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Pathogens have a way of shining a light on the darker facets of society. SARS-CoV-2 has certainly done that with Covid-19, and the monkeypox virus is doing it again.

Pathogens don’t discriminate like humans do — they have no innate capability of discerning race, sexual orientation, religion, or nationality. This isn’t to say their effects are equal across different populations. Pathogens capitalize on individual vulnerabilities, exposures, and behaviors. They also hijack structural inequities embedded within societies.


Monkeypox isn’t new. The first known human case occurred more than 50 years ago in the Democratic Republic of Congo (DRC). Since then, it has been primarily associated with a number of countries in west and central Africa, although there was a small outbreak in the United States in 2003.

In May, cases simultaneously popped up in a number of countries for the first time, including the United Kingdom, Spain, and Canada. As I write this, at least 700 cases have been confirmed worldwide. The majority of early cases occurred among gay, bisexual, and other men who have sex with men, and European authorities are investigating cases associated with a men’s sauna and gay festivals.

Practically on cue, monkeypox has been portrayed in stigmatizing ways. Emphasis on same-sex sexual acts has been flagrant at times. So far, it isn’t known if the virus is transmitted through semen. Even if monkeypox is not transmitted through sexual activity, it may have still been able to take hold in sexual and social networks in which people have close skin-to-skin contact. Language conflating monkeypox and sexuality, however, stigmatizes the community of men who have sex with men, and carries the risk of “driving people away from health services, impeding efforts to identify cases, and encouraging ineffective, punitive measures,” as Matthew Kavanagh, UNAIDS Deputy Executive Director, recently stated.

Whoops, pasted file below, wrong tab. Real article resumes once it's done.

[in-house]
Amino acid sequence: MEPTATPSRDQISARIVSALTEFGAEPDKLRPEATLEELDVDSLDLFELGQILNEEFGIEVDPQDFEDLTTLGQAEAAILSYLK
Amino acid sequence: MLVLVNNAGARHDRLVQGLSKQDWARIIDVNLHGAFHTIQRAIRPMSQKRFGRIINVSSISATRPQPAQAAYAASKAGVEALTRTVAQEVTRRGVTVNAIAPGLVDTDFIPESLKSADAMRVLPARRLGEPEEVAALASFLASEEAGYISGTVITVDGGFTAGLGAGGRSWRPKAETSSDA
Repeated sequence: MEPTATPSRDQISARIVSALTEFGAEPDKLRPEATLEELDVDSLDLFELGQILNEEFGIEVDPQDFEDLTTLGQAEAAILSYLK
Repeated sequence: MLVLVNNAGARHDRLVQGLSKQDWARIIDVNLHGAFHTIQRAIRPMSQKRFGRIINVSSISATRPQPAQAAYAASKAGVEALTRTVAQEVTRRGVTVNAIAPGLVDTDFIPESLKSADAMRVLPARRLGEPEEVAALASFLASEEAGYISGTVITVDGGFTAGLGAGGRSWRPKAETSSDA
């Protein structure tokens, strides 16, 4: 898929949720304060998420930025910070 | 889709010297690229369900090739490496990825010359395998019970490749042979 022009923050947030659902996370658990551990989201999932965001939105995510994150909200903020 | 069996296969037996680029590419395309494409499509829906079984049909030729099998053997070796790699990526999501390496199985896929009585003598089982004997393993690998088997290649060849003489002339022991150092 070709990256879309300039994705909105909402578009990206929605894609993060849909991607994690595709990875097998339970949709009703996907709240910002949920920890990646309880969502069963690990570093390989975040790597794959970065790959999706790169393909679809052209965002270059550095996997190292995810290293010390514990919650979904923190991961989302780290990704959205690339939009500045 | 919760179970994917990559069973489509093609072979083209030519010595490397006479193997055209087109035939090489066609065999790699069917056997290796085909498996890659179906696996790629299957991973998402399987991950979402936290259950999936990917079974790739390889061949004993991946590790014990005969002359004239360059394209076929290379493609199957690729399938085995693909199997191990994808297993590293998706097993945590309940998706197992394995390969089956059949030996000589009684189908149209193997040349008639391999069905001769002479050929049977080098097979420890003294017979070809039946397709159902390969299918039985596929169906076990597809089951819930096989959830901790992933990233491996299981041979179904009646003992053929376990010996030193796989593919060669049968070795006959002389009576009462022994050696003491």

There has also been a racial dimension to the stigma. Initial Western reporting on the monkeypox outbreak extensively used stock images of dark-skinned people with visible rashes on their body, something the Foreign Press Association, Africa has decried. This mischaracterization stigmatizes Africans as disease sufferers in an outbreak that is primarily occurring among Europeans and North Americans, and in the process creates misinformation about who is at risk in the current outbreak.

Quite quickly, the monkeypox outbreak has also reflected the current state of global health inequity, which privileges Western voices and lives. North American and European clinicians could learn from their African colleagues, who have the most direct knowledge and experience with diagnosing and treating monkeypox. African researchers have produced countless relevant journal articles that may shape understanding of the current outbreak. Systemic barriers to academic publishing mean, however, that many voices in countries where monkeypox is endemic were never able to join the discourse. Gaps in current knowledge of monkeypox reflect a long history of deprioritizing African researchers and research into diseases of the Global South.